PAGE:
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May 11, 2010  |   Comments (0)   |   Post a comment

NYAPT pushes for harsher illegal-passing penalties


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ALBANY, N.Y. — The New York Association for Pupil Transportation (NYAPT) joined forces with state legislators last week in an effort to stop motorists from passing stopped school buses.

"There are 2.3 million children who are put in harm's way every time a motorist decides to pass a school bus that is stopped with its red lights flashing. We cannot continue to expose our children to that kind of danger of injury, and even death, because drivers can't take the time to stop for the school bus," said John McCormick, NYAPT president and transportation supervisor at Riverhead (N.Y.) Central School District.

NYAPT has called upon the state Senate and Assembly to pass several pieces of legislation that would increase the penalties for illegal school bus passing incidents, assist in educating motorists on the dangers of such incidents and establish a means to assist in prosecuting violators.

Assembly bill A.10240 would create a crime of vehicular homicide when an individual takes the life of a child under the age of 15 in the act of passing a stopped school bus. It would also increase penalties for illegally passing a stopped school bus three times in three years and allow for suspension of a driver's license for 60 days.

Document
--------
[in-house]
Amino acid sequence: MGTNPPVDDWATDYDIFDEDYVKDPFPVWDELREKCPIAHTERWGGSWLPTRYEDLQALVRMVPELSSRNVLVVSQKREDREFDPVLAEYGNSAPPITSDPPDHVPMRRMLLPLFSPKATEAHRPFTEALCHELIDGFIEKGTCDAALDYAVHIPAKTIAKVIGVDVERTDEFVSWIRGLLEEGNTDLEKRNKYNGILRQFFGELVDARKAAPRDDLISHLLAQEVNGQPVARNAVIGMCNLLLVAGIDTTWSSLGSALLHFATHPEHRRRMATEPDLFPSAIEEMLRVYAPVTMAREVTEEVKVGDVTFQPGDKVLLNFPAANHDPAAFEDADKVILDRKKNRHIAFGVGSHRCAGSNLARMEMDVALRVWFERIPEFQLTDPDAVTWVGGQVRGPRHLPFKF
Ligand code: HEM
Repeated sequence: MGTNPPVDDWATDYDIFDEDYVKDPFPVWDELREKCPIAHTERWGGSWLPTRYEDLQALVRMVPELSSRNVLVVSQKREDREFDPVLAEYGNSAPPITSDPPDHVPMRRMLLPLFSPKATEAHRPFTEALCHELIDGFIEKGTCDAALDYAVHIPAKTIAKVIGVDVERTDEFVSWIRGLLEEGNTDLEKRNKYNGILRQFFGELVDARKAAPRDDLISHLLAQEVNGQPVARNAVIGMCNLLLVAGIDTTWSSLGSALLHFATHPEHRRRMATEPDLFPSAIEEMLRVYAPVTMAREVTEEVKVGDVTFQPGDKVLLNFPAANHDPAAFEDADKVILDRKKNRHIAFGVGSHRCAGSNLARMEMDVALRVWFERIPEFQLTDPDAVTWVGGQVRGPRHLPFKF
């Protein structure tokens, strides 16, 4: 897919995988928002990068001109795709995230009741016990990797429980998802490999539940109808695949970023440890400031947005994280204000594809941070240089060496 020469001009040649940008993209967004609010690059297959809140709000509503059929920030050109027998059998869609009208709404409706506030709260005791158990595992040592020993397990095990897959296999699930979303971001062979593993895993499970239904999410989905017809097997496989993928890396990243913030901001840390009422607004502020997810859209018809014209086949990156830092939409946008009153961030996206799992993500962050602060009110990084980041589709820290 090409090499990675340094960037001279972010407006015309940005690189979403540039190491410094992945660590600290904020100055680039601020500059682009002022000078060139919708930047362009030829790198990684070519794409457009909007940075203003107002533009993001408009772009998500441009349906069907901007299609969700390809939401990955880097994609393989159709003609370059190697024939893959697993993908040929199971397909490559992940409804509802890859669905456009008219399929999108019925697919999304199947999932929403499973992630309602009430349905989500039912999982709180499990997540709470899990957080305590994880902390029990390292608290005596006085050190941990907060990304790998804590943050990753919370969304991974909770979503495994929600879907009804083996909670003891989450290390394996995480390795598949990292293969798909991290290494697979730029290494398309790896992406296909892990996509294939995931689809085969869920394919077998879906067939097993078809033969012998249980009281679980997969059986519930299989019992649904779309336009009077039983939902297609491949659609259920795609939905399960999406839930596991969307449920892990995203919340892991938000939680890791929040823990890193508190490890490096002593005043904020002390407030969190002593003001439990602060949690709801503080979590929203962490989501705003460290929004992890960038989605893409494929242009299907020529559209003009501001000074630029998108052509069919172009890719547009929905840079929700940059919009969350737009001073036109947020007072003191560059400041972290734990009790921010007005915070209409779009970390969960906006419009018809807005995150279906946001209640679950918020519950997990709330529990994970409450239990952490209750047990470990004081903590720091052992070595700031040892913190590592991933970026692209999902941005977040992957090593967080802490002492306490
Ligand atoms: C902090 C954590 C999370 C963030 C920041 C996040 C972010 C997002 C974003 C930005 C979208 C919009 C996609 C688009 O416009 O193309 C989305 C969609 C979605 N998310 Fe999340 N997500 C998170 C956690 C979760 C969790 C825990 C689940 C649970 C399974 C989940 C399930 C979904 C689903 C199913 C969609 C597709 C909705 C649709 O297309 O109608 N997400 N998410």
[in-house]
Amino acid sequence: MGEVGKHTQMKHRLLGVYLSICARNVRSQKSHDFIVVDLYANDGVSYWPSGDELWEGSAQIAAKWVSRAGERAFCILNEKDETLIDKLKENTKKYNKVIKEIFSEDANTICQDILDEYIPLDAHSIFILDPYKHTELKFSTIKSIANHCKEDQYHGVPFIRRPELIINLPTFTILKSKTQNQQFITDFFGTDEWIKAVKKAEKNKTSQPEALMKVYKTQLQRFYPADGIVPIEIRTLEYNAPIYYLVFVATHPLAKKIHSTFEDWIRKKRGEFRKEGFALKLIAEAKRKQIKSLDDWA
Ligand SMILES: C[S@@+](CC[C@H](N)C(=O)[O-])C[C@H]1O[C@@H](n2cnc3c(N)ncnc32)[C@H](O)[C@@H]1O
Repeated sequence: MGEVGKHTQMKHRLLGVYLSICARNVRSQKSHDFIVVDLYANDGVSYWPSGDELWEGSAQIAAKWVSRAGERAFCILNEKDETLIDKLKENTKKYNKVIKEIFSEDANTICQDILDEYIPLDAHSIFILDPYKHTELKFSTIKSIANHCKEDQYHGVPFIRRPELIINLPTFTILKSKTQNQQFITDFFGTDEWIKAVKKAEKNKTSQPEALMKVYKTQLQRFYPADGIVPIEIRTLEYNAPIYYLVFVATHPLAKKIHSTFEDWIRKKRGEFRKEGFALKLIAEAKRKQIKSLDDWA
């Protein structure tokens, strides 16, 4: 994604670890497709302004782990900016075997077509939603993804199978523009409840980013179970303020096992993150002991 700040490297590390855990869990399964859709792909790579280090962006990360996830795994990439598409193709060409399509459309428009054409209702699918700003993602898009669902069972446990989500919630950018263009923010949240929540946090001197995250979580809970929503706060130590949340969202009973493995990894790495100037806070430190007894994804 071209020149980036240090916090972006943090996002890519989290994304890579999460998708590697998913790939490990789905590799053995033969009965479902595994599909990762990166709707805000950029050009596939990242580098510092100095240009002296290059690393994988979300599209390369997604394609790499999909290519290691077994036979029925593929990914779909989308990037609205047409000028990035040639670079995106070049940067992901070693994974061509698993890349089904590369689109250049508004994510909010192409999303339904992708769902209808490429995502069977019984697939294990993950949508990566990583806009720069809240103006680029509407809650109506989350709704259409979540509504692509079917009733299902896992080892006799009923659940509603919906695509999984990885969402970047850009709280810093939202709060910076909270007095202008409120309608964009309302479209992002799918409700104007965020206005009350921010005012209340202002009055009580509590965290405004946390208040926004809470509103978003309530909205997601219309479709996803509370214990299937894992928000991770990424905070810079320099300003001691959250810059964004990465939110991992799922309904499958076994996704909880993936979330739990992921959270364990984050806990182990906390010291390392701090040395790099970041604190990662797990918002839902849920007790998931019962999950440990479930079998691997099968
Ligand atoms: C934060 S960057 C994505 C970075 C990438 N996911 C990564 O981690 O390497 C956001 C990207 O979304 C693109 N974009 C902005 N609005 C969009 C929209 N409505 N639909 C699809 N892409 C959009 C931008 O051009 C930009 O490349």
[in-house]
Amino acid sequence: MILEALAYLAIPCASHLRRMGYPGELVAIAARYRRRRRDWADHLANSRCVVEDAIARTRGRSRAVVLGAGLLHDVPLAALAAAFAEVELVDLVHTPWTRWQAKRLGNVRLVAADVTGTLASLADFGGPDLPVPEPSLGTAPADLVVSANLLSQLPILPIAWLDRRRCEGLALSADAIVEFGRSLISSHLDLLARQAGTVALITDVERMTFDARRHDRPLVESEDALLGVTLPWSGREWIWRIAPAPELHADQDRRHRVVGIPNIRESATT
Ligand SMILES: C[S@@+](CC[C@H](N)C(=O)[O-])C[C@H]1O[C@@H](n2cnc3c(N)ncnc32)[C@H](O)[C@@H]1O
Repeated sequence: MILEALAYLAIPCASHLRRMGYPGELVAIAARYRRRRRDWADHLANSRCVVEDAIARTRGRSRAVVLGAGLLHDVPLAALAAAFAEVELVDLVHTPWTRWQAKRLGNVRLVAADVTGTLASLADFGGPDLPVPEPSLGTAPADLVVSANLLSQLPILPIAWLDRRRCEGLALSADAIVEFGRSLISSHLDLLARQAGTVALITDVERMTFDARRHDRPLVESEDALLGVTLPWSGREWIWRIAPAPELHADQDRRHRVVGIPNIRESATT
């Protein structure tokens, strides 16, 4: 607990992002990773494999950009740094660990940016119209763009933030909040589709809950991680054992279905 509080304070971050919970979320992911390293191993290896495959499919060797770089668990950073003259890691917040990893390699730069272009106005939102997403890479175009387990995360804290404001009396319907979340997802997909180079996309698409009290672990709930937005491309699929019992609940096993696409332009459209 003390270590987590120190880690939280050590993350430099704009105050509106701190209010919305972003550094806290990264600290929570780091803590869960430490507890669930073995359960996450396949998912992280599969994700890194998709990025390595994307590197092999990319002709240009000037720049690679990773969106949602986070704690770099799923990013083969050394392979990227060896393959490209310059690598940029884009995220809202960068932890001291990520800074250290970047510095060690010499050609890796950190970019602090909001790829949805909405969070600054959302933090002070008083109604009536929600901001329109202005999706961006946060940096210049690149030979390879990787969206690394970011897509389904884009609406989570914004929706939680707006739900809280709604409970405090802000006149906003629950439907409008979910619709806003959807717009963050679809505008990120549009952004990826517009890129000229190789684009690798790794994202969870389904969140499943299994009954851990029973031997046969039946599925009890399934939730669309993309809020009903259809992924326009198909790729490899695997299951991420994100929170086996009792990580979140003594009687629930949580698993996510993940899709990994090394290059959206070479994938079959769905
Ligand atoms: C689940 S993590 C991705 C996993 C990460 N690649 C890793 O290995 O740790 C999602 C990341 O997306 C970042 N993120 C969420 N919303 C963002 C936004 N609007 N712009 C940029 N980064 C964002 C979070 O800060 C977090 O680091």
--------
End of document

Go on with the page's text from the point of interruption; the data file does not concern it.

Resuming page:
Assembly bill A.4054 would establish a dedicated fund for motorist education from the fines collected from illegal passing convictions.

Finally, Assembly bill A.7778 would allow for a ticket for illegal passing violations to be written against the individual to whom a vehicle is registered and to use photographic evidence to prosecute illegal passers.

"Keeping New York's schoolchildren safe is a top priority for myself, as well as the rest of the legislature," Assemblyman Michael Cusick said. "Failing to stop when children are boarding or departing a school bus is dangerous and irresponsible, and we hope that by creating stiffer penalties for this dangerous behavior it will create a safer environment for our state's children."

"We have operated demonstration projects in four locations in the state using sophisticated digital license reader technology. The results in all four locations upheld our estimate that there are over 50,000 illegal passes in our state each school day. These bills respond to different aspects of the problem and perhaps save the life of a child as a result. We thank Assembly members Gantt, Cusick and Rivera as well as Senators Foley and Hassel-Thompson for their insight and leadership in sponsoring and advocating for these bills," said NYAPT Executive Director Peter Mannella.

NYAPT members visited Albany last week to advocate passage of the aforementioned package of legislation, as well as to advocate for budget action related to school transportation services and for legislation to enhance school bus driver candidate screening.

For further information on these issues, contact NYAPT at (518) 463-4937 or visit the NYAPT Website and click on the “Advocacy and Issues Development” tab.


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